11 October 2021

DISTRICT HEATING SYSTEMS RELEASE THEIR POTENTIAL FOR CARBON-FREE INNOVATION!

With the climate crisis now real, district heating systems (DHS), in combination with new technologies and energy renewables, are helping remove carbon from the heating equation.Heat production, which accounts for half of French energy consumption, still releases too much carbon. The French government intends to quintuple the amount of heating and cooling from renewables between 2012 and 2030. Projects and actions are multiplying, hot on the heels of the success in Denmark!The next edition of BePositive will be a new occasion for boosting this use of energy.

A European project to stimulate heat production

 

The RES-DHC project (Renewable Energy Sources for District Heating and Cooling) , launched in October, 2020 with funding from the European Horizon 2020 programme, is a consortium of 15 partners. Objective: to increase upon the current share of renewables used in urban heating and cooling in EU countries by supporting the sector’s stakeholders and the local authorities. Two of the partners—AuRA-EE (Auvergne-Rhône-Alpes Energy Environment) and the CEA (alternative & atomic energy commission)—are jointly leading this project in France.

With an installed base of 230 district heating systems, the Auvergne-Rhône-Alpes region is today’s French leader in the number of such systems. 65% of these are already decarbonized, but it mustn’t stop there. Local councils need to know of all the renewable energy sources available in their district and region, sources like direct solar or the under-exploited “unavoidable heat”— heat given off by industrial processes.Our first mission is to make these energy sources known and create links between stakeholders

explains Nicolas Picou, AuRA-EE’s heating renewables mission leader.

Decisional aid tools

The project partners’ second mission is to get local authorities using decisional aid tools. One of these, enrSim, exists already and was created by the CEA. It’s a simplified calculation tool for renewable multi-fuel production plants feeding into district heating systems. The other, being developed around the TerriSTORY tool, will give a visual indication of energy sources across the whole territory, along with heating requirements and production opportunities, all on a solar irradiation map. It will include maps of the direct solar, geothermal, and unavoidable heat potentials as well as a map of existing DHS installations.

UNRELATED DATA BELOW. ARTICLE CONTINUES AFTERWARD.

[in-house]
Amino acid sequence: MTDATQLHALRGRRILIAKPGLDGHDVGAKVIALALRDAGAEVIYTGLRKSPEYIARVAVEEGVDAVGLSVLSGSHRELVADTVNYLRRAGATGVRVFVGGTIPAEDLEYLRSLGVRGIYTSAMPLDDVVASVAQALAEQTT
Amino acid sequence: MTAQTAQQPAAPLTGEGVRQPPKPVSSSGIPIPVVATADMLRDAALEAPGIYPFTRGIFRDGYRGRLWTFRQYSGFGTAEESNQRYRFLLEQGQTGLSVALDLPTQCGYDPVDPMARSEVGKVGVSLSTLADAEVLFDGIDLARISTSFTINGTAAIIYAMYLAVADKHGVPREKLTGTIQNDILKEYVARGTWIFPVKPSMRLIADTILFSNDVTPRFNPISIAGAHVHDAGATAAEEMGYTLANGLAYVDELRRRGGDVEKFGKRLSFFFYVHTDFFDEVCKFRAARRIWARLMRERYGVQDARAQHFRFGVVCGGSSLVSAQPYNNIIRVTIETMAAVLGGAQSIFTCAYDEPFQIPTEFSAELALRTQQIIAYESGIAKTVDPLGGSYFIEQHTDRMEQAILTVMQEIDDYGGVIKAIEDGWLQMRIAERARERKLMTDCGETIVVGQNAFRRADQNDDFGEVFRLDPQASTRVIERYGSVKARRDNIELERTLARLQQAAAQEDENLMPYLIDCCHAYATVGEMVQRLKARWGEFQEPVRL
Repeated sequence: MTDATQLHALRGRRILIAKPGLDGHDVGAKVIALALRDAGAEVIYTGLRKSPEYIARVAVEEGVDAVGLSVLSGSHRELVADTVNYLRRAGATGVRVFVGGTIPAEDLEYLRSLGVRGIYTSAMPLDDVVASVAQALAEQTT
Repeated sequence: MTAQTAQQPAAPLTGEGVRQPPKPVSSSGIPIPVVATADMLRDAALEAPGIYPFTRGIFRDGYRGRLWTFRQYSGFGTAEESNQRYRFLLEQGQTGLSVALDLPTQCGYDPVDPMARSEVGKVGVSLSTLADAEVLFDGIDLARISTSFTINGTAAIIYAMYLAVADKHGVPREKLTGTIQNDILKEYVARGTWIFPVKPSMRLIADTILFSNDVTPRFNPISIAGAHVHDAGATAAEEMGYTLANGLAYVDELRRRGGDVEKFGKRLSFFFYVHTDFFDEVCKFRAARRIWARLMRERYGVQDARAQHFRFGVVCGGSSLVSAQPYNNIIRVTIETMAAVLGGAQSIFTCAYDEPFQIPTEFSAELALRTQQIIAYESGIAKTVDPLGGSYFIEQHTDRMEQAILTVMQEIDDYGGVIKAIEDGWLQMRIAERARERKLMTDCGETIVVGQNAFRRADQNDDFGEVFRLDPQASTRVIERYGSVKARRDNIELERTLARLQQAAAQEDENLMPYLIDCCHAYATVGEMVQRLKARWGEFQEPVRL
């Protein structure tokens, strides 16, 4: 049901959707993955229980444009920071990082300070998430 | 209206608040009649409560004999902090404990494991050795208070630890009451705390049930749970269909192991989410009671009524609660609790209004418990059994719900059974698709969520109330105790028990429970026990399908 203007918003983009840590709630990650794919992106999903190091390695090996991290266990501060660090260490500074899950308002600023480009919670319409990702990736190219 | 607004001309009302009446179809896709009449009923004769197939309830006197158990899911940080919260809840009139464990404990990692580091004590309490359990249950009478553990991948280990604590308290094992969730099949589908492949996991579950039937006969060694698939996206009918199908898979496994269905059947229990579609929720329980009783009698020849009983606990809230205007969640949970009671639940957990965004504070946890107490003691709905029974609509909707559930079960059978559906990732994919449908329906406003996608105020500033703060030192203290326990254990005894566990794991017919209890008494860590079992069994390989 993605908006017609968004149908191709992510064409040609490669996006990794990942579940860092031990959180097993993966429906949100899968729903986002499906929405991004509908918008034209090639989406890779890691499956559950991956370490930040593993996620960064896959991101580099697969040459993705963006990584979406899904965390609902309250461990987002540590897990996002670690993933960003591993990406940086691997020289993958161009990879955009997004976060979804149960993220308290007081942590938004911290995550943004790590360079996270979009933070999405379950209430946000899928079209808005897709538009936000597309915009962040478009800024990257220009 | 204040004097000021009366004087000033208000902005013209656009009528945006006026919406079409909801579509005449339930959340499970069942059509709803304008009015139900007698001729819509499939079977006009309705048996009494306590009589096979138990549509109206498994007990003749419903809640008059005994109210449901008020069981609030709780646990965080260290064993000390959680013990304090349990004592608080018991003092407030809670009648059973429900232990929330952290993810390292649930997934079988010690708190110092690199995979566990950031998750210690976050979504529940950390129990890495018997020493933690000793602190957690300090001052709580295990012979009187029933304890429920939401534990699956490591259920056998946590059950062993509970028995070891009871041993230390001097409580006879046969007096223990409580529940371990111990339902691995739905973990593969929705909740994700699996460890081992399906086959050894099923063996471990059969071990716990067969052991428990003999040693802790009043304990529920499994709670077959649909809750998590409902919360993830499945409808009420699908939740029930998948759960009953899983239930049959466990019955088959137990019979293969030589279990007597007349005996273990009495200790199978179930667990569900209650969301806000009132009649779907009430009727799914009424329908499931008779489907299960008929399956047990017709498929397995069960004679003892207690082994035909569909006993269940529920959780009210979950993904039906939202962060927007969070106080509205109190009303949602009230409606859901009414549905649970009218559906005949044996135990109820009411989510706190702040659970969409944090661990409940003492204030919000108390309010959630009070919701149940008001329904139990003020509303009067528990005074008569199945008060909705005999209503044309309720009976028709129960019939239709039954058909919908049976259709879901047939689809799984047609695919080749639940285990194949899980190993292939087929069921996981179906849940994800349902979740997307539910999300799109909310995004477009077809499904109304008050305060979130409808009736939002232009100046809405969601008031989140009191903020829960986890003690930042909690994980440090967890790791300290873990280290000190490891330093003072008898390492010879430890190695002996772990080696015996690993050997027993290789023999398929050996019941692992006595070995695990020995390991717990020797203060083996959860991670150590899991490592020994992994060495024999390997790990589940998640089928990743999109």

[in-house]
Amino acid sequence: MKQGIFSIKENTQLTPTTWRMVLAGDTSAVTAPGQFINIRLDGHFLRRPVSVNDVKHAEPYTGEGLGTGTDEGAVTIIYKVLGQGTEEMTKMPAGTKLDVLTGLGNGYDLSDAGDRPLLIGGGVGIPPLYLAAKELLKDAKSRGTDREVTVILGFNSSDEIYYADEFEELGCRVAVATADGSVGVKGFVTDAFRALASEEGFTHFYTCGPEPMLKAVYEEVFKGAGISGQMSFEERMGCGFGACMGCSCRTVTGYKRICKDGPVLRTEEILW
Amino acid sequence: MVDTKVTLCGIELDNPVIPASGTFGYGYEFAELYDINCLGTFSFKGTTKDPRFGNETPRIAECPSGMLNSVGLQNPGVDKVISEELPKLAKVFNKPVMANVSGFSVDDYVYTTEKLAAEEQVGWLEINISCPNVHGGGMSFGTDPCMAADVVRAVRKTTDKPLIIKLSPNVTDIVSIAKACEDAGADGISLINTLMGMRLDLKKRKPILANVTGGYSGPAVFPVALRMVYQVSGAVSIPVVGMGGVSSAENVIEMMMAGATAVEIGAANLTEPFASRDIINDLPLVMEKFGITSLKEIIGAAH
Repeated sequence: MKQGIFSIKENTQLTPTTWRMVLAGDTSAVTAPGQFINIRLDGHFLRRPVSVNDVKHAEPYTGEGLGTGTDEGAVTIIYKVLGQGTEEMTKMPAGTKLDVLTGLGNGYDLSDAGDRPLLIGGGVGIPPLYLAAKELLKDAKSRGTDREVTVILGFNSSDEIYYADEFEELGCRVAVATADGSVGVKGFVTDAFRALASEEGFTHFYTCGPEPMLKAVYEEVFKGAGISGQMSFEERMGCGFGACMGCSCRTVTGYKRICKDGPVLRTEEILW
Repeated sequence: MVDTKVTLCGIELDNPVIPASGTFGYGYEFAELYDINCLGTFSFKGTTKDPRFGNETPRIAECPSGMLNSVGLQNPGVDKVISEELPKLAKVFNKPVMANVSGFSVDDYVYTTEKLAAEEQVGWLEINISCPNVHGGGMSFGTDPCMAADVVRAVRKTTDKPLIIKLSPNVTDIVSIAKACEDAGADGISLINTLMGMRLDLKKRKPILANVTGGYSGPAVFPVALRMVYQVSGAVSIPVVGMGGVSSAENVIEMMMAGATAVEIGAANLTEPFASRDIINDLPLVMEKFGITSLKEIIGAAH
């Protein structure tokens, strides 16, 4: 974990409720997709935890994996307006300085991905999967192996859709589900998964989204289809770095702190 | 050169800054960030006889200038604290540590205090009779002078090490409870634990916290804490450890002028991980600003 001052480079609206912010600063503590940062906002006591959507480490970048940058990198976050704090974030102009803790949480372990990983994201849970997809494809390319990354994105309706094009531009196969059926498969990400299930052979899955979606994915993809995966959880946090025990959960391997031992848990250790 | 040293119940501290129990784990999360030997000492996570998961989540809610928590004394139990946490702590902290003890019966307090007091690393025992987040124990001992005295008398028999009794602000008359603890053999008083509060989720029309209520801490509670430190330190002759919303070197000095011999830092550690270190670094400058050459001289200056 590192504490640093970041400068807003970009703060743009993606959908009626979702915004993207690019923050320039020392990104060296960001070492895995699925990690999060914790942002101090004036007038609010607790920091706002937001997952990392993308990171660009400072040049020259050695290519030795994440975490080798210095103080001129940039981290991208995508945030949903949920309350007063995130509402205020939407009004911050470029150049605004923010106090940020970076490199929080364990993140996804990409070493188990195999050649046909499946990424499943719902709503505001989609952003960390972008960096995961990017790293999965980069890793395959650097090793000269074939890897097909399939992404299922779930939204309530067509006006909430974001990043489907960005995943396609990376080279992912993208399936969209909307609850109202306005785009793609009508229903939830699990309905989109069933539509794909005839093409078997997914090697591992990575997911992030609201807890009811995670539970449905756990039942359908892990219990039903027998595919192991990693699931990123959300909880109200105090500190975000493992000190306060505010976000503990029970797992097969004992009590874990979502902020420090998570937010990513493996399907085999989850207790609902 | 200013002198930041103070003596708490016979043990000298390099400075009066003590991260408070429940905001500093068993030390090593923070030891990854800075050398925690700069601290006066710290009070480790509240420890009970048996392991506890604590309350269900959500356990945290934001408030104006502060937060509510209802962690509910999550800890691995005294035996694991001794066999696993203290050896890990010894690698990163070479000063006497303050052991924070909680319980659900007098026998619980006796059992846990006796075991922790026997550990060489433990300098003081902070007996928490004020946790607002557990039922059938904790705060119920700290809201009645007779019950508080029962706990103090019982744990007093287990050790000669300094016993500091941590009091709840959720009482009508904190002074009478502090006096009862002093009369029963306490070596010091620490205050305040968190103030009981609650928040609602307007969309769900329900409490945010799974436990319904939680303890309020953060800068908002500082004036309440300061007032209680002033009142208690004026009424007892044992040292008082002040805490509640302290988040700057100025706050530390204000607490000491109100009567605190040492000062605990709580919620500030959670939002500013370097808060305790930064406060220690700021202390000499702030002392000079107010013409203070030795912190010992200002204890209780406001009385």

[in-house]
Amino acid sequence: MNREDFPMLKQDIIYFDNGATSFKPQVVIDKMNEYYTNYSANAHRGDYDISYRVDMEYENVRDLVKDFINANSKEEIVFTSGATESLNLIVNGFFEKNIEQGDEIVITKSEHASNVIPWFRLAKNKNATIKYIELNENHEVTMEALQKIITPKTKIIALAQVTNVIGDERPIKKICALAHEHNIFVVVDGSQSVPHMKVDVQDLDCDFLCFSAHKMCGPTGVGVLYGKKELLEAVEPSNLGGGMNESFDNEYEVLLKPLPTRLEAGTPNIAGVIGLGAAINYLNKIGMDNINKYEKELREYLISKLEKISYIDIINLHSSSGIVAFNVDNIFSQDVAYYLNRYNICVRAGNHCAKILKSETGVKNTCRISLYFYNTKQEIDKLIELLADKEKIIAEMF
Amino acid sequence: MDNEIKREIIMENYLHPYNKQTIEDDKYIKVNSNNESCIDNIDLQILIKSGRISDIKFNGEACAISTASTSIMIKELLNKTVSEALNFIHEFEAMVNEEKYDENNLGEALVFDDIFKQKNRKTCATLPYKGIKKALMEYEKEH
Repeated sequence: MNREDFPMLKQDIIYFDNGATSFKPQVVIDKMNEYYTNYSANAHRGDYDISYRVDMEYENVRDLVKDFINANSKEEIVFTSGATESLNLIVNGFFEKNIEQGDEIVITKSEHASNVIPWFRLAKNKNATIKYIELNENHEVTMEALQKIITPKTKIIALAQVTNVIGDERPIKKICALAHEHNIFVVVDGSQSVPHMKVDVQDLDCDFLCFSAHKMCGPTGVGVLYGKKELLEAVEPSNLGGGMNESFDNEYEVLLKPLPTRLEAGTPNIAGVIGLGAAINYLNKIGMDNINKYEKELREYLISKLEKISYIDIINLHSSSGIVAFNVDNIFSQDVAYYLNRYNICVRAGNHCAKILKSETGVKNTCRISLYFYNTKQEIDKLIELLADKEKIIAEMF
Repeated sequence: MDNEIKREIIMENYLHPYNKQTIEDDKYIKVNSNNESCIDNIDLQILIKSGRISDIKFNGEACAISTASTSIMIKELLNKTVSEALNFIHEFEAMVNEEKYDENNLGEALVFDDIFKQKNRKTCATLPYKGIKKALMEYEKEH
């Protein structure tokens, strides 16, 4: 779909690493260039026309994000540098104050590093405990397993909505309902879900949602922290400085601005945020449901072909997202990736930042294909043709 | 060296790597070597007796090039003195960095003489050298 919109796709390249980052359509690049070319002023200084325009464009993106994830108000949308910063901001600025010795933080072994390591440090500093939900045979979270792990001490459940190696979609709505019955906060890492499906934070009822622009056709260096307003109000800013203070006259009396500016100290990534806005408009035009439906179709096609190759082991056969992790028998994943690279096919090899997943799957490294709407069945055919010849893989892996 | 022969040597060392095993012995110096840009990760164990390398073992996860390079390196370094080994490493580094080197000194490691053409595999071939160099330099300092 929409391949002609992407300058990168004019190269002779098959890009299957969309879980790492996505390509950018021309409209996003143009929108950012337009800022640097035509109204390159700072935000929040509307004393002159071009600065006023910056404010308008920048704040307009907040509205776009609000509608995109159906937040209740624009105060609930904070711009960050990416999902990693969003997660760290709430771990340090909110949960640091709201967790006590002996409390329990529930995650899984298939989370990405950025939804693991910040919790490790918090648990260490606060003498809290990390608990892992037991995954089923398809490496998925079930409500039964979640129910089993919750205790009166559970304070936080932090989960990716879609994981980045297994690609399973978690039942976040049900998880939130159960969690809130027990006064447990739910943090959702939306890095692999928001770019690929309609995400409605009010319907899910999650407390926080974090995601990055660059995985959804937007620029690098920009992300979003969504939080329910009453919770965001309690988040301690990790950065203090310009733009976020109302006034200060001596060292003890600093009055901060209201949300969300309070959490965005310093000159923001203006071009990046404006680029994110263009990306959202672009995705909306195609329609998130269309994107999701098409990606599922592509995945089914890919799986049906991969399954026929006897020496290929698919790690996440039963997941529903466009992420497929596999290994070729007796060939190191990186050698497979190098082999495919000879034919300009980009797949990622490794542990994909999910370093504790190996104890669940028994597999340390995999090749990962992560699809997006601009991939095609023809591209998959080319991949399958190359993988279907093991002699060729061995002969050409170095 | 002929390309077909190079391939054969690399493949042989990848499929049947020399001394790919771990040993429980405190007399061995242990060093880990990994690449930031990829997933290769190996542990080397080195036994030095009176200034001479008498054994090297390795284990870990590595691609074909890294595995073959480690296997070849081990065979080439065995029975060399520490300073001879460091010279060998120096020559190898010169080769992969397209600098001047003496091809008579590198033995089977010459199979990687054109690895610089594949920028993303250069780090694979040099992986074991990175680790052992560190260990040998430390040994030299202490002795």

This tool sets out to introduce more consistency and more closeness between local councils and other stakeholders.We are also promoting a master plan of district heating systems, a good but little-known prospection tool that can simulate heating requirements with respect to urban and spatial planning

adds Nicolas.

Guidance on district cooling systems

AuRA-EE also assists developers, operators, and local councils with a forward vision of cooling systems. Nicolas Picou:  

Global warming is causing the expansion of “heat islands” in built-up areas. Town councils must at all costs be made aware of this and start anticipating. The idea is to develop systems along the lines of smart electrical power grids. It’s an innovation that couples geothermal with solar and deserves to be much better known. We will be able to couple district heating systems with cooling systems in order to pool supply and demand.But that can only happen by looking far ahead when developing town areas.That will be one of tomorrow’s developments.

The project’s final mission is to stimulate the sharing and spreading of methodologies: